In May I was honored to attend our state homeschool convention, NCHE and be on the blogger team for 2014. During that convention I learned a lot of ideas and techniques on how I could teach writing differently so with this school year beginning I want to remember some of the points that I took away from one of Andrew Pudewa's sessions.
I don't enjoy being corrected. No matter if it is in a polite way or not, it leaves a bad taste in our mouths.
When I am going to edit Kyle and Lexi's work this year I will not mark on their sheets. I understand how very hard they worked on what they are presenting me with so I will use a page protector and correct that way. I don't want to ruin any work that they have poured their effort, energy and time over.
Decide on one or two skills to really correct and work on that until mastered and then move on to a few other skills that need attention that way your reinforcing previous taught ones.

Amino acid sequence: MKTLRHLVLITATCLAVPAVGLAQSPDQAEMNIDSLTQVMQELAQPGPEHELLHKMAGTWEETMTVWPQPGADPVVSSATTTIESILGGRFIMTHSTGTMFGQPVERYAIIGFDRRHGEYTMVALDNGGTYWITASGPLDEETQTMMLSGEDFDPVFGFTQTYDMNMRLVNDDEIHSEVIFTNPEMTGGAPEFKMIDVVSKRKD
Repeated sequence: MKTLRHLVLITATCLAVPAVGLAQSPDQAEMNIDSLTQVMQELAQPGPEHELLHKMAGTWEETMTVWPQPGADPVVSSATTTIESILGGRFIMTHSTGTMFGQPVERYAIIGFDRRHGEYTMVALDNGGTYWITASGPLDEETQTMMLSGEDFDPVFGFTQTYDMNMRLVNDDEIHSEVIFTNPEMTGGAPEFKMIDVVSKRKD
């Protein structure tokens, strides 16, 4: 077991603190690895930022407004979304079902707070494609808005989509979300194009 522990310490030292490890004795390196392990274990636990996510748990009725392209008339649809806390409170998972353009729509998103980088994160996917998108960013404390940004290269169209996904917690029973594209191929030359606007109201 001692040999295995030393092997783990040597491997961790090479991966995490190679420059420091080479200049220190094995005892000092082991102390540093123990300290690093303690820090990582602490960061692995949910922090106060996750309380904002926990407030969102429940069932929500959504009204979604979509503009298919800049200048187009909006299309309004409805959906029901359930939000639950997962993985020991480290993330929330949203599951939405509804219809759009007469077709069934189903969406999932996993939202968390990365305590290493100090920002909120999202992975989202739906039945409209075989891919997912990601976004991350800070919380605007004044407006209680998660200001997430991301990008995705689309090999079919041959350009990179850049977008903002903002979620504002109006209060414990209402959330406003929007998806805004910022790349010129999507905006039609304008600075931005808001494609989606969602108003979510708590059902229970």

I personally always thought that it was a bad thing to help too much when it came to writing. I have always helped my youngers but drew the line about 11 years old or so and expected them to figure it out however I don't like thinking that my child is struggling just simply because they can't think of something to write. I have used prompt books and cards for the last several years and that has seemed to really help.
Don't be afraid to help and I do think it's impossible to help them too much, now that doesn't mean that you are going to do their assignment for them!
Don't compare your children. It just doesn't make sense to compare their abilities by age. I personally have never been one of those "by grade people" anyway and if you are that is totally fine but I just don't like placing my children in a box. I expect the best from my children and I believe that the parent can tell if it is given or not.
Sometimes I don't feel well or I just am not feeling school that day and I make mistakes or do not give 100% but I am forgiven from My Father and we have to remember and pass that grace and mercy right on down to our children.
Over expectations are dangerous.
So set some goals for your children and start small and stay constant and you will see some great results.
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